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Nepal Astronomical Society (NASO)

Barnard’s Star b: A Second Closest Neighbor in the Family of Exoplanets

21 Nov 2018, 06:13 UTC
Barnard’s Star b: A Second Closest Neighbor in the Family of Exoplanets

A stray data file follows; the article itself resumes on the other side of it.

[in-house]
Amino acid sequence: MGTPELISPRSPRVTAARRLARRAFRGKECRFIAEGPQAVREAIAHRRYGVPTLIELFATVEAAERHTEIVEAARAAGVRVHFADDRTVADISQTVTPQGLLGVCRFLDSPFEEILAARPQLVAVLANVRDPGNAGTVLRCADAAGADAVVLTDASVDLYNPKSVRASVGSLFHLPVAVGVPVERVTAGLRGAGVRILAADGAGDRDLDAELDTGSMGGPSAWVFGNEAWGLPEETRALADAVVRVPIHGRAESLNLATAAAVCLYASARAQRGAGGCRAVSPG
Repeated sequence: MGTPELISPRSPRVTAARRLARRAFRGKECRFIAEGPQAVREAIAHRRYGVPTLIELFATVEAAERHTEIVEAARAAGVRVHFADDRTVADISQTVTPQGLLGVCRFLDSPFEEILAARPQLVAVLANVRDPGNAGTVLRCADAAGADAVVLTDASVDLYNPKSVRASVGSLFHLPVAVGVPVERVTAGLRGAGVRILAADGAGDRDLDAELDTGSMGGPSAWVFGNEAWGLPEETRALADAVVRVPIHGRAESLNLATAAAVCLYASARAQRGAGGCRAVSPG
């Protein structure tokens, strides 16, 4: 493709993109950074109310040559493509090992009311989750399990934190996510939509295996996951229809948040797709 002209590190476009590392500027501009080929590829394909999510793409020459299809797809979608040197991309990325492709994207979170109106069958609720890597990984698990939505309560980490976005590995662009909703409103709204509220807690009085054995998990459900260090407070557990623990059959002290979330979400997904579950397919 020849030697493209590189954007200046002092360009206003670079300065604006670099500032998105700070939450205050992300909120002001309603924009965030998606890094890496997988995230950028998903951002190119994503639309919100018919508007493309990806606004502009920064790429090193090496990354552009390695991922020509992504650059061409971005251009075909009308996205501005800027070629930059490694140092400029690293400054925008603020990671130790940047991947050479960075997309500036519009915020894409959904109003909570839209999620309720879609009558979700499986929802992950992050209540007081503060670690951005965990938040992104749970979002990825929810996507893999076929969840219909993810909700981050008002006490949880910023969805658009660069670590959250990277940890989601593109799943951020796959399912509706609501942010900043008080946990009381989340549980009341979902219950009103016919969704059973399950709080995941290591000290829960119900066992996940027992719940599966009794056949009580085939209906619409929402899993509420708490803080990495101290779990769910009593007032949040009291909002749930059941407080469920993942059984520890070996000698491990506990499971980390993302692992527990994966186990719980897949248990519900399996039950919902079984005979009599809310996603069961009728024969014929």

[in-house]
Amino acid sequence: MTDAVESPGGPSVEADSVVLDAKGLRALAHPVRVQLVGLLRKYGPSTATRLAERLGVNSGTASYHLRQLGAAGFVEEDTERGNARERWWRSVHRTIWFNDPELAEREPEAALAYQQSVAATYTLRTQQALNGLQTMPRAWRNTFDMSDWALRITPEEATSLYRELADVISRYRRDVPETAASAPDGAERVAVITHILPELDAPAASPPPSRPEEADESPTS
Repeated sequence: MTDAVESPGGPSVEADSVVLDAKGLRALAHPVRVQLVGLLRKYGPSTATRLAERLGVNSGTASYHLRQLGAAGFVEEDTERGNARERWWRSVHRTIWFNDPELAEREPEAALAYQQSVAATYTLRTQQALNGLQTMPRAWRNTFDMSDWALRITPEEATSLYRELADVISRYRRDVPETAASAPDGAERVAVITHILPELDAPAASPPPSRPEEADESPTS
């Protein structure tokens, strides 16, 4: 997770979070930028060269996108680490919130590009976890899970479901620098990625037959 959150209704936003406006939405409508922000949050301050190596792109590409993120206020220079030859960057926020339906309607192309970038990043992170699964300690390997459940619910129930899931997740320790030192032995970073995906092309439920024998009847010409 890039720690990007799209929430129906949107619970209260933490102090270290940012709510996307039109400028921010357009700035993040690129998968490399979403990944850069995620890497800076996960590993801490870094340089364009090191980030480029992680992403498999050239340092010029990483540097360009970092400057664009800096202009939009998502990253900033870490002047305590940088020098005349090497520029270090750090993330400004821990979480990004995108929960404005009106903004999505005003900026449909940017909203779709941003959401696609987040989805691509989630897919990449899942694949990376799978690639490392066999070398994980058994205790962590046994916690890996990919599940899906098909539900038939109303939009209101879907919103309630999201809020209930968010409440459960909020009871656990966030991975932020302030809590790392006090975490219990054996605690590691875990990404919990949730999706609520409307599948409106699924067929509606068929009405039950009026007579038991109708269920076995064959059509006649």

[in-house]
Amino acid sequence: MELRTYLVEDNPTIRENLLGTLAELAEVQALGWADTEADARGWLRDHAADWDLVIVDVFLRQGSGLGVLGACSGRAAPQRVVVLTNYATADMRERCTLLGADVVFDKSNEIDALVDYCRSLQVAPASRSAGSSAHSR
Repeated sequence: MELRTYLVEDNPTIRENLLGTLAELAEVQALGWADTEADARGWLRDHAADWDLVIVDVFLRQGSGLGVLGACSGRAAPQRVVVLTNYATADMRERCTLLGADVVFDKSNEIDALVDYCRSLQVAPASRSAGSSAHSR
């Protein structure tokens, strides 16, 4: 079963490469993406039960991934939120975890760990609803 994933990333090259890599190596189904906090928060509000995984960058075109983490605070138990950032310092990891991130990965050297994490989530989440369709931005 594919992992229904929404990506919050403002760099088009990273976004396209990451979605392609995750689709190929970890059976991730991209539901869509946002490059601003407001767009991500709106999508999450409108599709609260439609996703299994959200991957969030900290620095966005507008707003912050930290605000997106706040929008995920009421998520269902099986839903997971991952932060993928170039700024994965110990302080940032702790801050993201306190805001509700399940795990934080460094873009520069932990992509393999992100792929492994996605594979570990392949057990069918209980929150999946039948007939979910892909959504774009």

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Dr. Suman SatyalMore than 3800 exoplanets (planets that are outside our Solar System) have been discovered to date. This number is low compared to the known ~300 billion stars in our home galaxy – Milky Way, where each star has a probability of hosting one or more planets. Nevertheless, given the fact that the first exoplanet, 51 Pegasi b, was discovered only 23 years ago and the majority of the exoplanets were discovered in the past 10 years, this exponentially growing discovery rate is a great success. So, what triggered this discovery rate? Well, part of this is due to the advancement in the detection technology. The state-of-the-art ground-based and space-based telescopes have gotten bigger and better than ever. The humungous success of Kepler Space Telescope, which is now credited for the discovery of more than 2,600 exoplanets before being put to sleep after 9 years in service, has motivated the community for even more systematic searches. Recently, another space telescope called TESS (Transiting Exoplanet Survey Satellite) was launched to search for exoplanets orbiting 200,000 brightest stars in the sky and has already discovered one planet and several other planetary candidates. In addition, here on the Earth, Mauna Kea in ...

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